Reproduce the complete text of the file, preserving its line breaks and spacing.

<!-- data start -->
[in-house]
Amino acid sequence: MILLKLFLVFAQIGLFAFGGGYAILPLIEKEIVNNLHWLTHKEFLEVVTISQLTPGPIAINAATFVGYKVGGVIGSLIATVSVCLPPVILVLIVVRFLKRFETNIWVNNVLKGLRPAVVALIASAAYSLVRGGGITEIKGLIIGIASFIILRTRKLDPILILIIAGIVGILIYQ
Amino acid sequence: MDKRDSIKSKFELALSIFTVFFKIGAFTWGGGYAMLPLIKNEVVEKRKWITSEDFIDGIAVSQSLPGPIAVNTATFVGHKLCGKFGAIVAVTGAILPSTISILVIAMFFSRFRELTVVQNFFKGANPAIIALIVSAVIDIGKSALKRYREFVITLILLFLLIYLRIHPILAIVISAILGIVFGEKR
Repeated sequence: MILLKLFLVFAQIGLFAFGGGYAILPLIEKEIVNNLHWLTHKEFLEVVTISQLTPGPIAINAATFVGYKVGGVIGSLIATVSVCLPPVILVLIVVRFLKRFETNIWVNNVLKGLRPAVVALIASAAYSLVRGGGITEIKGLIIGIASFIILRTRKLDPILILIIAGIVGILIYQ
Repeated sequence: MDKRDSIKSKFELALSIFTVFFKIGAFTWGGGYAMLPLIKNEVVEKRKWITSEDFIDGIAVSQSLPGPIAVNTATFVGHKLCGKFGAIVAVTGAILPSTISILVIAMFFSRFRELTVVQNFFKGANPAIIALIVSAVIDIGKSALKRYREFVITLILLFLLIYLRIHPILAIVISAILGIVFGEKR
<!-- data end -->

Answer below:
[in-house]
Amino acid sequence: MILLKLFLVFAQIGLFAFGGGYAILPLIEKEIVNNLHWLTHKEFLEVVTISQLTPGPIAINAATFVGYKVGGVIGSLIATVSVCLPPVILVLIVVRFLKRFETNIWVNNVLKGLRPAVVALIASAAYSLVRGGGITEIKGLIIGIASFIILRTRKLDPILILIIAGIVGILIYQ
Amino acid sequence: MDKRDSIKSKFELALSIFTVFFKIGAFTWGGGYAMLPLIKNEVVEKRKWITSEDFIDGIAVSQSLPGPIAVNTATFVGHKLCGKFGAIVAVTGAILPSTISILVIAMFFSRFRELTVVQNFFKGANPAIIALIVSAVIDIGKSALKRYREFVITLILLFLLIYLRIHPILAIVISAILGIVFGEKR
Repeated sequence: MILLKLFLVFAQIGLFAFGGGYAILPLIEKEIVNNLHWLTHKEFLEVVTISQLTPGPIAINAATFVGYKVGGVIGSLIATVSVCLPPVILVLIVVRFLKRFETNIWVNNVLKGLRPAVVALIASAAYSLVRGGGITEIKGLIIGIASFIILRTRKLDPILILIIAGIVGILIYQ
Repeated sequence: MDKRDSIKSKFELALSIFTVFFKIGAFTWGGGYAMLPLIKNEVVEKRKWITSEDFIDGIAVSQSLPGPIAVNTATFVGHKLCGKFGAIVAVTGAILPSTISILVIAMFFSRFRELTVVQNFFKGANPAIIALIVSAVIDIGKSALKRYREFVITLILLFLLIYLRIHPILAIVISAILGIVFGEKR